Attacks on Australia during World War II

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Due to Australia's geographic position there were relatively few attacks on Australia during World War II.[clarification needed] Axis surface raiders and submarines periodically attacked shipping in Australian waters from 1940 to early 1945 and Japanese aircraft bombed towns and airfields in Northern Australia on 97 occasions during 1942 and 1943.

Naval attacks[edit]

Six German surface raiders operated in Australian waters at different times between 1940 and 1943. These ships sank a small number of merchant ships and the Australian light cruiser HMAS Sydney. The German submarine U-862 also carried out attacks in Australian waters in late 1944 and early 1945.

Japanese submarines operated in Australian waters from January 1942 until July 1944. Major submarine offensives were carried out against shipping off the Australian east coast from May to July 1942 and January to July 1943.

On the evening of 31 May/morning of 1 June 1942, Sydney harbour came under direct attack from Japanese midget submarines. HMAS Kuttabul, a converted ferry being used as a troop sleeper, was hit and sunk. 22 sailors were killed, 19 Australians and 2 members of the Royal Navy.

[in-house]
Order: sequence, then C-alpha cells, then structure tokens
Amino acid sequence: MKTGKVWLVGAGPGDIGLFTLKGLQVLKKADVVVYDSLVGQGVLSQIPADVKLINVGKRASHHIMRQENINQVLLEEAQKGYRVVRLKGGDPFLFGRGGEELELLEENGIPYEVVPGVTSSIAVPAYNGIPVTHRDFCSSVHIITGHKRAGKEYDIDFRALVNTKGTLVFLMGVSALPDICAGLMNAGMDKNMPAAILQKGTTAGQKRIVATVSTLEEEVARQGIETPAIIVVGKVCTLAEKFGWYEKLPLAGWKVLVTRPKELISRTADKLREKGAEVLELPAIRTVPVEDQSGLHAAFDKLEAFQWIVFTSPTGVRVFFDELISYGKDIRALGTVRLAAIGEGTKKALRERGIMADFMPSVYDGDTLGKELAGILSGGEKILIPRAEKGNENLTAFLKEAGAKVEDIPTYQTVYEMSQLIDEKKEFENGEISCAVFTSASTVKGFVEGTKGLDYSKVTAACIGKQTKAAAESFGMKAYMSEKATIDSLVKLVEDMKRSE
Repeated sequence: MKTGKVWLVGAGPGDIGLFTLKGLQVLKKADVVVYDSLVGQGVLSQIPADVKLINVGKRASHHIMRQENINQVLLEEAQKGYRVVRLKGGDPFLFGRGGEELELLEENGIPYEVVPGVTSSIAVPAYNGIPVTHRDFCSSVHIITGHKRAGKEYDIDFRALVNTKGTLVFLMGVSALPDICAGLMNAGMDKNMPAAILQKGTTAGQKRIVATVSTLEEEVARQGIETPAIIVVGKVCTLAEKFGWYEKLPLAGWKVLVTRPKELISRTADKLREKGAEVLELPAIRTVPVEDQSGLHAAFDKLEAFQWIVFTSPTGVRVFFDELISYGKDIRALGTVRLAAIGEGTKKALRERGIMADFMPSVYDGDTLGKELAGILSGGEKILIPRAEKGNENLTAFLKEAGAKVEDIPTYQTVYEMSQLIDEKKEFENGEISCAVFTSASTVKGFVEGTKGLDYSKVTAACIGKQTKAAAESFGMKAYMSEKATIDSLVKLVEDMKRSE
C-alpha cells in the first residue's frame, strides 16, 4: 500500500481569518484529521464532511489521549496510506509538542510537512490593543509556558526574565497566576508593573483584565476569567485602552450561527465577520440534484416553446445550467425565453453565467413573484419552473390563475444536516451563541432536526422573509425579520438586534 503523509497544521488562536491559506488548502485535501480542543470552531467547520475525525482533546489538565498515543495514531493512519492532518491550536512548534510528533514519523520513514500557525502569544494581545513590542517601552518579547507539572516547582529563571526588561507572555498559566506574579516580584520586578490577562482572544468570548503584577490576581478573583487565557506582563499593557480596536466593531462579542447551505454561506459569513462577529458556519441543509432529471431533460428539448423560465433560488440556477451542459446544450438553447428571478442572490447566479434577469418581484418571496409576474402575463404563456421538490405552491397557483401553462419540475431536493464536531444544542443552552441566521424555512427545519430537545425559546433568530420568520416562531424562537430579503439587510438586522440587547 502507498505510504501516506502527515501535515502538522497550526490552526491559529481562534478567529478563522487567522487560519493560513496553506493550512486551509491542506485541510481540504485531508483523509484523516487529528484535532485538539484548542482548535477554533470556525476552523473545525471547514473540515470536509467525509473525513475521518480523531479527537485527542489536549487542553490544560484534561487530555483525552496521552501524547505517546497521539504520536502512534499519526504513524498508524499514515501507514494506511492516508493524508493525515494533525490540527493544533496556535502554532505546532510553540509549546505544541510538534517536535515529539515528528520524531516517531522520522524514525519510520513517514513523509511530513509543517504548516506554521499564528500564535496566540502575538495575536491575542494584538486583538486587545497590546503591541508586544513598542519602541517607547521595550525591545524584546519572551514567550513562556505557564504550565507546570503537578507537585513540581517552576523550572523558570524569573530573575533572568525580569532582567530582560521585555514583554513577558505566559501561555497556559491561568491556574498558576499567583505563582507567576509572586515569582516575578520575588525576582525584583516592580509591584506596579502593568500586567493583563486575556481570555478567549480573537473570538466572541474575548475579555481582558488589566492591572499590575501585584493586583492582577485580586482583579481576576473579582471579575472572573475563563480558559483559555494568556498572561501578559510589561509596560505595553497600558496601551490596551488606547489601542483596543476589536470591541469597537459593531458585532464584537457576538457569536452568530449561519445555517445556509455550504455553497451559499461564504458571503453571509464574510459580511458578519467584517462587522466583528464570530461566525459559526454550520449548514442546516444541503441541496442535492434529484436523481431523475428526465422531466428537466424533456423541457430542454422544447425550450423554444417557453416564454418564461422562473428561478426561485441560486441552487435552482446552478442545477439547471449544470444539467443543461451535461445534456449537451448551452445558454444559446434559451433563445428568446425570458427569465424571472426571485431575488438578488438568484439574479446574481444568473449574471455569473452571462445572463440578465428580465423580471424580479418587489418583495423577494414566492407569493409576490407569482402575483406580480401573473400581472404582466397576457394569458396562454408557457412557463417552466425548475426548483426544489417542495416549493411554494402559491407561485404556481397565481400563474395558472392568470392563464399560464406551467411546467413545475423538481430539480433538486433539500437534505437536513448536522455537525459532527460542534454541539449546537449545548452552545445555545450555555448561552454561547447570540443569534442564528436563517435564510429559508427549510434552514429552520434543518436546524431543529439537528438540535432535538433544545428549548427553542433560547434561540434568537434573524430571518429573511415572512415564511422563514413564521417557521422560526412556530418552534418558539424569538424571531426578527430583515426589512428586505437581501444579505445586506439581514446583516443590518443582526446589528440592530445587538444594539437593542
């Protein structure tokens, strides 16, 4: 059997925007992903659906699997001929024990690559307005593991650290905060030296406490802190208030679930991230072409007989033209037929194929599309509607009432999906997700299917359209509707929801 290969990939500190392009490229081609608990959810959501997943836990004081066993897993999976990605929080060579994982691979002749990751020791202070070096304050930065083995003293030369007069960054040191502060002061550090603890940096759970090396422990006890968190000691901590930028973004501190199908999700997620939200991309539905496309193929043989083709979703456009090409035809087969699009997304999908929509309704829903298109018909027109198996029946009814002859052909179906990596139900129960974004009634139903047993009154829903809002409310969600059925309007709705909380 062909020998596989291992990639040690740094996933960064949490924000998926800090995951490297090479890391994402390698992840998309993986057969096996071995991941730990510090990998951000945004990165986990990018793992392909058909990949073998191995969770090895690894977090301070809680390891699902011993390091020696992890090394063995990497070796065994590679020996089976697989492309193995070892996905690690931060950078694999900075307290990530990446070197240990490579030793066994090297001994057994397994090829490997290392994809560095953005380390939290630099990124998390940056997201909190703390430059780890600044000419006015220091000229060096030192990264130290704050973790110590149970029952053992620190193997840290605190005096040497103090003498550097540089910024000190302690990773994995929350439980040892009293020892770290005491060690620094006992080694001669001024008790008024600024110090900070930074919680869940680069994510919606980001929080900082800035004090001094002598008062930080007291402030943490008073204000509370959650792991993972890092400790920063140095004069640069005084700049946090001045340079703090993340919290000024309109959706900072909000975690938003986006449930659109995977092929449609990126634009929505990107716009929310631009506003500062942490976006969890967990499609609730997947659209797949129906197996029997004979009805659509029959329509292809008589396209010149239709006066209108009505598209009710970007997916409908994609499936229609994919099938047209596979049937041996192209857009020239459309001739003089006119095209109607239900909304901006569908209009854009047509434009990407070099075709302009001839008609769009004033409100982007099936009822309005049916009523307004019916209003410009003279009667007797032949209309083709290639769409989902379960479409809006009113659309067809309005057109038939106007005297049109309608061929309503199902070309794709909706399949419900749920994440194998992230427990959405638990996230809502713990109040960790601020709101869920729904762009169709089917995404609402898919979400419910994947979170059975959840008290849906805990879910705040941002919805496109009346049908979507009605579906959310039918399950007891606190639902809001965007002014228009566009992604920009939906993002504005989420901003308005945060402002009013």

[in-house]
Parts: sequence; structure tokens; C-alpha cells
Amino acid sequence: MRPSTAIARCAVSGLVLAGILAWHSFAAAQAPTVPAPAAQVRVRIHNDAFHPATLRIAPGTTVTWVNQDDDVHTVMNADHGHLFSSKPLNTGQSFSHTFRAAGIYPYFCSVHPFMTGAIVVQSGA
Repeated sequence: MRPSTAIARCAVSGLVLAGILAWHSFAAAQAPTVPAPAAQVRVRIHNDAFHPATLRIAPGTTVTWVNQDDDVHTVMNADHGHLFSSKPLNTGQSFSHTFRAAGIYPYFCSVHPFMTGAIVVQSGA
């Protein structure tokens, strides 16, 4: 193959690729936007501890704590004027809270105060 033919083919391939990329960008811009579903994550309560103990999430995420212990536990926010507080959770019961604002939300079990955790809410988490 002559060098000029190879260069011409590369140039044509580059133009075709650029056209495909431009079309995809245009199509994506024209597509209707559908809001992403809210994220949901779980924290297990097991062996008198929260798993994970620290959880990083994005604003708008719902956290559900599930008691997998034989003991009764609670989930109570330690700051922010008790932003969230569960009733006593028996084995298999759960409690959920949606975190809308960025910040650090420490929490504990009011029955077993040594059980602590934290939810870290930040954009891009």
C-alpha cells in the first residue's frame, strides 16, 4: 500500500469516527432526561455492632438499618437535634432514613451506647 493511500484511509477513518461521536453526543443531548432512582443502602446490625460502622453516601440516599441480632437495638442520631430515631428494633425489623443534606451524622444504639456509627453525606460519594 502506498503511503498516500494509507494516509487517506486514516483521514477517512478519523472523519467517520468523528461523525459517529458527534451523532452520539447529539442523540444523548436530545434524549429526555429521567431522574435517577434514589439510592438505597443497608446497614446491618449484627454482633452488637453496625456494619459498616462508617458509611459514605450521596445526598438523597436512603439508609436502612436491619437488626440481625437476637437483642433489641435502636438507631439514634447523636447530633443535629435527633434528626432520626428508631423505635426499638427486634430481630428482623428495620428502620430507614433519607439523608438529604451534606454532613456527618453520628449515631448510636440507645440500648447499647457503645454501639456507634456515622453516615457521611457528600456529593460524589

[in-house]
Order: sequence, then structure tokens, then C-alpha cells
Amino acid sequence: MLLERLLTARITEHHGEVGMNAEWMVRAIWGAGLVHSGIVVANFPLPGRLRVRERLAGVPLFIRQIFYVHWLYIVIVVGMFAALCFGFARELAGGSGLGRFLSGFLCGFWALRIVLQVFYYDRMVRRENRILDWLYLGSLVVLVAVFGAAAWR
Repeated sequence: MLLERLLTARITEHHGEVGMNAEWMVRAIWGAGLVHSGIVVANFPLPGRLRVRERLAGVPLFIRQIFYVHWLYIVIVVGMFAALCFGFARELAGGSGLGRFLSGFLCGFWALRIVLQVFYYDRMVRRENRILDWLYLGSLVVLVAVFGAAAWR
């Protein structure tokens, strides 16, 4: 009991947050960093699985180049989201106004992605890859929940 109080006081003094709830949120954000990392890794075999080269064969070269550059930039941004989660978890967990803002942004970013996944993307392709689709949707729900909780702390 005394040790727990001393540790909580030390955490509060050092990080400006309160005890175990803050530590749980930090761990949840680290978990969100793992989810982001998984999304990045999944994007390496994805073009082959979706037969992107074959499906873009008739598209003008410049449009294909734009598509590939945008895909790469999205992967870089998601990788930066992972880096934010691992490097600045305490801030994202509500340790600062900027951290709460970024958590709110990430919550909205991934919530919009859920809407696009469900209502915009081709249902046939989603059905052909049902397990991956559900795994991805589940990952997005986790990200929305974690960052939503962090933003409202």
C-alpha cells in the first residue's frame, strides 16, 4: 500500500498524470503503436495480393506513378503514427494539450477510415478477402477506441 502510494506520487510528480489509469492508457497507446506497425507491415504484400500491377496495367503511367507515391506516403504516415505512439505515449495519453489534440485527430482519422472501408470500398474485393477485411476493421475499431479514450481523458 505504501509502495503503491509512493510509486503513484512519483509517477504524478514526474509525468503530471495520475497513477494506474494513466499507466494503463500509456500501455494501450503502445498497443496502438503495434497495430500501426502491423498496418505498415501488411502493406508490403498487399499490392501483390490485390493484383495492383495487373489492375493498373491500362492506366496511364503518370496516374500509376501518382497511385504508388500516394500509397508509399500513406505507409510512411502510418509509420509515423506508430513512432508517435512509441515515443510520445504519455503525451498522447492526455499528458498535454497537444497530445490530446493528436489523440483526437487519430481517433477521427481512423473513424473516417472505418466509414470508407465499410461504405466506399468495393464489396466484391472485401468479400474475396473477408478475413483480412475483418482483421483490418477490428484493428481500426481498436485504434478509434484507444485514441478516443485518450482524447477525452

The only Japanese force to land in Australia during World War II was a reconnaissance party that landed in the Kimberley region of Western Australia on 19 January 1944 to investigate reports that the Allies were building large bases in the region. The party consisted of four Japanese officers on board a small fishing boat. It investigated the York Sound region for a day and a night before returning to Kupang in Timor on 20 January. Upon returning to Japan in February, the junior officer who commanded the party suggested using 200 Japanese prison inmates to launch a guerrilla campaign in Australia. Nothing came of this and the officer was posted to other duties.[1]

Air attacks[edit]

The first air raid on Australia occurred on 19 February 1942 when Darwin was attacked by 242 Japanese aircraft. At least 235 people were killed in the raid. Occasional attacks on northern Australian towns and airfields continued until November 1943. These included:

  • 64 raids on Darwin
  • 9 raids on Horn Island
  • 4 raids on Broome
  • 3 raids on Exmouth Gulf
  • 3 raids on Townsville.

Notes[edit]

  1. ^ Frei 1991, pp. 173–174.

References[edit]

  • Frei, Henry P. (1991). Japan's Southward Advance and Australia. From the Sixteenth Century to World War II. Melbourne: Melbourne University Press. ISBN 0-522-84392-1.

External links[edit]